Listen to the full story (pay special note the lively conversation that ensues in the comments section).

Barbara L.

Andrew Carnegie and his library legacy

Andrew CarnegieToday on NPR’s Morning Edition, Susan Stamberg offered the first in a series on the history and state of public libraries in the U.S. with this story on Andrew Carnegie, the man who is responsible for promoting the public library concept and providing millions to fund a system of 1,689 public libraries across the country starting in 1903 with the $300,000 he donated for the Carnegie Library in Washington, D.C. It was one of the first public buildings, beautifully designed in the beaux arts style, and was especially noteworthy in that it was open to all– women and children and all races (an unusually progressive policy for the time).Evanston Carnegie library 1912

Evanston, too, benefited from Carnegie’s largesse. Our library (pictured at right) was built with a $50,000 grant on the corner of Orrington and Church Street in 1907. Read more about the history of our library here.

Barbara L.

Moms love libraries. A lot.

mom kid at libraryToday’s Chicago Tribune featured a story in the Health & Family section on how much moms love libraries. Reporter Ted Gregory cited the not surprising results of the Pew Research Center’s Internet and American Life Project study: “Mothers are outliers in their enthusiasm for libraries and their use of libraries for their own purposes, like visiting the library, checking out books, using library websites and connecting to libraries with mobile devices.” The research confirms the anecdotal knowledge that many hold to be true, but its real import is in it’s role in assuring continuing support for struggling institutions like public libraries as they weather the budget cuts and threats to funding of the current economy. When asked to comment on her love of the library, Maryanne Szweda, mother of four home-school kids in Aurora said, “It’s the best thing you can have for a community.” Read the full article here.

Barbara L.

The Pritzker Military Library: a not-so-well-known treasure

Today’s Chpritzker mil. library photoicago Tribune ran a feature article in the A&E section on the wonderful collection of books and other historical materials held in the Pritzker Military Library. Rivaling the best libraries at U. S. military bases around the globe, the Pritzker also mounts special exhibitions, offers docent-led tours, and has a speaker series popular with the general public. Two current exhibits are “She’s a WOW: Women’s Service Organizations in World War II,” and a collection of propaganda posters from World War I, featuring such iconic images as Uncle Sam, the Doughboy, the Spirit of Columbia and Chandler Christy’s famous “Christy Girl” in a sailor’s suit, declaring “Gee, I Wish I Were a Man. I’d Join the Navy.” The library is located in Chicago at 104 S. Michigan Ave. For more information visit their website.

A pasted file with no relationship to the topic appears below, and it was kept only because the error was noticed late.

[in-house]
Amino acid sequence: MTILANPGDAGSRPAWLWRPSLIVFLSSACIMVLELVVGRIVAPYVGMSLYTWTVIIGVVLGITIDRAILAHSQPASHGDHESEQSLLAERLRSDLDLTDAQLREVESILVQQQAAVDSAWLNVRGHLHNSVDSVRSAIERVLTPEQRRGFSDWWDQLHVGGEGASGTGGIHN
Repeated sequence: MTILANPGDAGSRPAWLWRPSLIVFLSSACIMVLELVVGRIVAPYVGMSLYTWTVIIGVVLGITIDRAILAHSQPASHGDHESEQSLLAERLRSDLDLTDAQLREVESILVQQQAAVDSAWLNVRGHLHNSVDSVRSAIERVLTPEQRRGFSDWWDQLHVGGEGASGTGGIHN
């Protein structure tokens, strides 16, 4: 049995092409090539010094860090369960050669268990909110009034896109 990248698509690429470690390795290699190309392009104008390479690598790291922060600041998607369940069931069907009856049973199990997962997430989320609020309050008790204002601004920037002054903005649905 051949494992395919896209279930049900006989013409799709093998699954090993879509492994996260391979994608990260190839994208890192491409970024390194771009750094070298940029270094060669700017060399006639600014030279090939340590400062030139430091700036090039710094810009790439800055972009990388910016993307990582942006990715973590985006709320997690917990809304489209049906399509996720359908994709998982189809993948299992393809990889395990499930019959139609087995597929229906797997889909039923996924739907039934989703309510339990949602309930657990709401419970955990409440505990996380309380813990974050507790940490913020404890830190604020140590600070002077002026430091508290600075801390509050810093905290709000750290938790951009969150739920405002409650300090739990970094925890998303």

In the photo above, four Chicago boys reenact Joe Rosenthal’s iconic image of the flag raising at Iwo Jima. Photo gift of John Zukowsky, on display at the Pritzker Military Library in Chicago.

Barbara L.

Bruce Guernsey to Judge Hirshfield Memorial Poetry Awards

guernsey
Poet Bruce Guernsey

We are thrilled to introduce poet Bruce Guernsey as the judge for our 35th Annual Jo-Anne Hirshfield Memorial Poetry Awards.  A professor of English at Eastern Illinois University for 25 years, Guernsey was a Fulbright Senior Lecturer in American Poetry in Portugal and Greece, spent four years as poet-in-residence at Virginia Wesleyan College and also served as editor of The Spoon River Poetry Review.  His books of poetry include From Rain: Poems, 1970-2010 and New England Primer, and his poems have appeared in Poetry, The Atlantic, and American Scholar.  To learn more about Mr. Guernsey and his work, make sure to visit his website, and mark your calendars because the deadline for contest entries is Friday, March 8, 2013.  In the meantime, enjoy one of Mr. Guernsey’s poems below: